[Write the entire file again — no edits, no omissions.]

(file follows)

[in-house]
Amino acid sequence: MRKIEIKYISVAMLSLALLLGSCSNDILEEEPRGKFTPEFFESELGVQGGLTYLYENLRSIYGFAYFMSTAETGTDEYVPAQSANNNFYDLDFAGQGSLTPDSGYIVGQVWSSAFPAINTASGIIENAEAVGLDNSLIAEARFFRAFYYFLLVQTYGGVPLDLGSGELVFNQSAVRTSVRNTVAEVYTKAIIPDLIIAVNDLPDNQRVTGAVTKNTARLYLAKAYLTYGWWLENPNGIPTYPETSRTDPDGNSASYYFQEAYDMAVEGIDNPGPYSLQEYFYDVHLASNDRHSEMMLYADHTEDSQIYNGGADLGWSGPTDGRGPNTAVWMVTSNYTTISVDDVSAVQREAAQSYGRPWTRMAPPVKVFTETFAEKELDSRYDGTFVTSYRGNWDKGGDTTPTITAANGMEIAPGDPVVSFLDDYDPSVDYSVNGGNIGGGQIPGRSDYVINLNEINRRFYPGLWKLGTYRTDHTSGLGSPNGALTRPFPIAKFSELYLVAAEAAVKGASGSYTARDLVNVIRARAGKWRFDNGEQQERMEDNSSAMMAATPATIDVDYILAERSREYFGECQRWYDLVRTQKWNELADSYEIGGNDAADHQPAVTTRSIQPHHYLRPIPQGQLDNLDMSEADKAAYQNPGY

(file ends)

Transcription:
[in-house]
Amino acid sequence: MRKIEIKYISVAMLSLALLLGSCSNDILEEEPRGKFTPEFFESELGVQGGLTYLYENLRSIYGFAYFMSTAETGTDEYVPAQSANNNFYDLDFAGQGSLTPDSGYIVGQVWSSAFPAINTASGIIENAEAVGLDNSLIAEARFFRAFYYFLLVQTYGGVPLDLGSGELVFNQSAVRTSVRNTVAEVYTKAIIPDLIIAVNDLPDNQRVTGAVTKNTARLYLAKAYLTYGWWLENPNGIPTYPETSRTDPDGNSASYYFQEAYDMAVEGIDNPGPYSLQEYFYDVHLASNDRHSEMMLYADHTEDSQIYNGGADLGWSGPTDGRGPNTAVWMVTSNYTTISVDDVSAVQREAAQSYGRPWTRMAPPVKVFTETFAEKELDSRYDGTFVTSYRGNWDKGGDTTPTITAANGMEIAPGDPVVSFLDDYDPSVDYSVNGGNIGGGQIPGRSDYVINLNEINRRFYPGLWKLGTYRTDHTSGLGSPNGALTRPFPIAKFSELYLVAAEAAVKGASGSYTARDLVNVIRARAGKWRFDNGEQQERMEDNSSAMMAATPATIDVDYILAERSREYFGECQRWYDLVRTQKWNELADSYEIGGNDAADHQPAVTTRSIQPHHYLRPIPQGQLDNLDMSEADKAAYQNPGY